Harold turned back to the open shutter. Just get it done, you punk. His steps were long and quick. He dared not face the windows of the double doors, telling himself it was silly to think he’d see anything, but not knowing for sure if it was the truth now that he was here alone. Hopefully alone. He grabbed the pull string and brought the door down, sending thunderous clanging through the hall around him. Once it was shut he slid the floor locks into place with his feet and clamped the padlock home.
As he turned back to the exit where his plastic raincoat sat crumpled on the floor, a sound like one of the crash bars being hit sounded off from within the connecting hallway. No, no, no, no, he thought frantically, it was thunder…just thunder. Don’t be childish. The concrete hallways pressed in on him like a weighted blanket. He craned his head around slowly to the window in the double doors behind him. There was nothing.
Harold forced himself to stare a moment longer. There is nothing there. It was just thunder. He nodded, and said aloud, “Ok.” He half-ran back to the exit Janette had passed through only moments ago. His mind caused a shadow to appear in the periphery of the window just as it fell from view and the hairs on his neck and arms rose. Just your mind, punk, and just thunder.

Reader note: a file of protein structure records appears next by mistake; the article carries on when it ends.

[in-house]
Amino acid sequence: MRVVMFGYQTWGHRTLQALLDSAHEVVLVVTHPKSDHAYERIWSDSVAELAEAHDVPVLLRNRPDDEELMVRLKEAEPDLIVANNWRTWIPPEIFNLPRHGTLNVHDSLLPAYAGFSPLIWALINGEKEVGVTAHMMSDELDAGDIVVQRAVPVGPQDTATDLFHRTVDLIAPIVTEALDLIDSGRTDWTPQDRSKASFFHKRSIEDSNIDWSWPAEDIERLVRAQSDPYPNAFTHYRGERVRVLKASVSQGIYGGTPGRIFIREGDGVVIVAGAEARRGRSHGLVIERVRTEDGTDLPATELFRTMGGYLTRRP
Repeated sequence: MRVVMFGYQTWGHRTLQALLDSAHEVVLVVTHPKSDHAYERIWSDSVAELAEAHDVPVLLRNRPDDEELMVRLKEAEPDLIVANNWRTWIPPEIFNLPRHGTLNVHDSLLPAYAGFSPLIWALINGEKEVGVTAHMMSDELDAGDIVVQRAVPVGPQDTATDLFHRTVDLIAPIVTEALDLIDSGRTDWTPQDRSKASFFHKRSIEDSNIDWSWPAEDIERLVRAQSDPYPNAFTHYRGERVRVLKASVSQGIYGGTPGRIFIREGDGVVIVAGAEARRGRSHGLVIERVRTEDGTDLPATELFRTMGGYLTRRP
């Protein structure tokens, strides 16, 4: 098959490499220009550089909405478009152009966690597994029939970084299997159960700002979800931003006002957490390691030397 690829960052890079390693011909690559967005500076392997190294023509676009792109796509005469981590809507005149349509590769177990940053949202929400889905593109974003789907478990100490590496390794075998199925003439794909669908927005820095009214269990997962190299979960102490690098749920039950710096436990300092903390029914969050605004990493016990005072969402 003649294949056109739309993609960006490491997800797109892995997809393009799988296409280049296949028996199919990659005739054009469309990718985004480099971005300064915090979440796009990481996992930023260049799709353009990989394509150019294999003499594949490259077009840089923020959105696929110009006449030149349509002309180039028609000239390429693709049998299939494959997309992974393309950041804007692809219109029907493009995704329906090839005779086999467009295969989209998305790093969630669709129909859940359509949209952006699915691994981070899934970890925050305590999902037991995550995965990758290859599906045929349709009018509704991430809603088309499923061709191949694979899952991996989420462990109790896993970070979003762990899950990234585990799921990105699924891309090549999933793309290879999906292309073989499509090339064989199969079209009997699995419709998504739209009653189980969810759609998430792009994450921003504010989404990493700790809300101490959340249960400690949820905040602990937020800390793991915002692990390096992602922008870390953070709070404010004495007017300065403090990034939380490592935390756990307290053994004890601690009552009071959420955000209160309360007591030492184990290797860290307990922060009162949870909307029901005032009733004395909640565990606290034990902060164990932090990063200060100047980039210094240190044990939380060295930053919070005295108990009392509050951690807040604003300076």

He let out a sigh of relief when he reached the door that was cut short by his inability to open it. He pressed on the bar and it did not give. He pressed again, harder this time, and still nothing. “Come on you piece of garbage,” he scolded at the door. He slammed his shoulder against it, hoping that it was only moisture that had caused a small air pocket to act as a sealant. The door didn’t budge. “You have got to be kidding me.”
Harold placed his hands on his hips and looked around for anything that might give him some leverage, but there was nothing. Surrounded by stuff and can’t find the thing you need. Sally’s voice again.
Look, his voice this time, just use the door halfway down the hall. You’re wigging yourself out because it’s night and it’s storming. Like the beginning of one of Sally’s books.
“Fine,” he said and slowly trotted back down to the double doors.
He hesitated before bringing himself into view of the windows. There won’t be anything there. He took a deep breath and swung the door open and stepped into the hallway.